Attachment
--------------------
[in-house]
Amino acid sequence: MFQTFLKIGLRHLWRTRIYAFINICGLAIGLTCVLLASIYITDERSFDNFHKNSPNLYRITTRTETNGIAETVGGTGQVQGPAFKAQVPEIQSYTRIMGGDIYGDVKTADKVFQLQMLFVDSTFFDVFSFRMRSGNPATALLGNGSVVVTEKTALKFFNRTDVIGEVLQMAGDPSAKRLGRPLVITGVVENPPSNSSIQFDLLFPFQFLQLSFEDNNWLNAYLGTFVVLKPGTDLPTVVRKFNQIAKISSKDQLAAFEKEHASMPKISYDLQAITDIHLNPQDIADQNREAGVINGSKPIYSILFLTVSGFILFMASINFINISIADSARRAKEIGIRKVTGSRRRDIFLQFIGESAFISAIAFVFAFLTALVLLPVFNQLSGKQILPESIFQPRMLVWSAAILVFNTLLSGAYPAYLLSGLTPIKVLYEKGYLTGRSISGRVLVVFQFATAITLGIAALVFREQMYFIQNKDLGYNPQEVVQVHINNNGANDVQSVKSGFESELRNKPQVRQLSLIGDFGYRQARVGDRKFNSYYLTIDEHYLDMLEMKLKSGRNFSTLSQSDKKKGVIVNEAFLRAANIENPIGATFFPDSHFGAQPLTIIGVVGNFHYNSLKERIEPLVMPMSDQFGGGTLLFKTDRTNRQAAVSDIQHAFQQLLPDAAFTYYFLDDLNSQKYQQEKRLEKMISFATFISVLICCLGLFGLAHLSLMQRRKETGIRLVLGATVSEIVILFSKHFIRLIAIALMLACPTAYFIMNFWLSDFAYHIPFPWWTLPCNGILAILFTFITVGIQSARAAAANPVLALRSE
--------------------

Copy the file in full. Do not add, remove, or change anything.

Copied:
[in-house]
Amino acid sequence: MFQTFLKIGLRHLWRTRIYAFINICGLAIGLTCVLLASIYITDERSFDNFHKNSPNLYRITTRTETNGIAETVGGTGQVQGPAFKAQVPEIQSYTRIMGGDIYGDVKTADKVFQLQMLFVDSTFFDVFSFRMRSGNPATALLGNGSVVVTEKTALKFFNRTDVIGEVLQMAGDPSAKRLGRPLVITGVVENPPSNSSIQFDLLFPFQFLQLSFEDNNWLNAYLGTFVVLKPGTDLPTVVRKFNQIAKISSKDQLAAFEKEHASMPKISYDLQAITDIHLNPQDIADQNREAGVINGSKPIYSILFLTVSGFILFMASINFINISIADSARRAKEIGIRKVTGSRRRDIFLQFIGESAFISAIAFVFAFLTALVLLPVFNQLSGKQILPESIFQPRMLVWSAAILVFNTLLSGAYPAYLLSGLTPIKVLYEKGYLTGRSISGRVLVVFQFATAITLGIAALVFREQMYFIQNKDLGYNPQEVVQVHINNNGANDVQSVKSGFESELRNKPQVRQLSLIGDFGYRQARVGDRKFNSYYLTIDEHYLDMLEMKLKSGRNFSTLSQSDKKKGVIVNEAFLRAANIENPIGATFFPDSHFGAQPLTIIGVVGNFHYNSLKERIEPLVMPMSDQFGGGTLLFKTDRTNRQAAVSDIQHAFQQLLPDAAFTYYFLDDLNSQKYQQEKRLEKMISFATFISVLICCLGLFGLAHLSLMQRRKETGIRLVLGATVSEIVILFSKHFIRLIAIALMLACPTAYFIMNFWLSDFAYHIPFPWWTLPCNGILAILFTFITVGIQSARAAAANPVLALRSE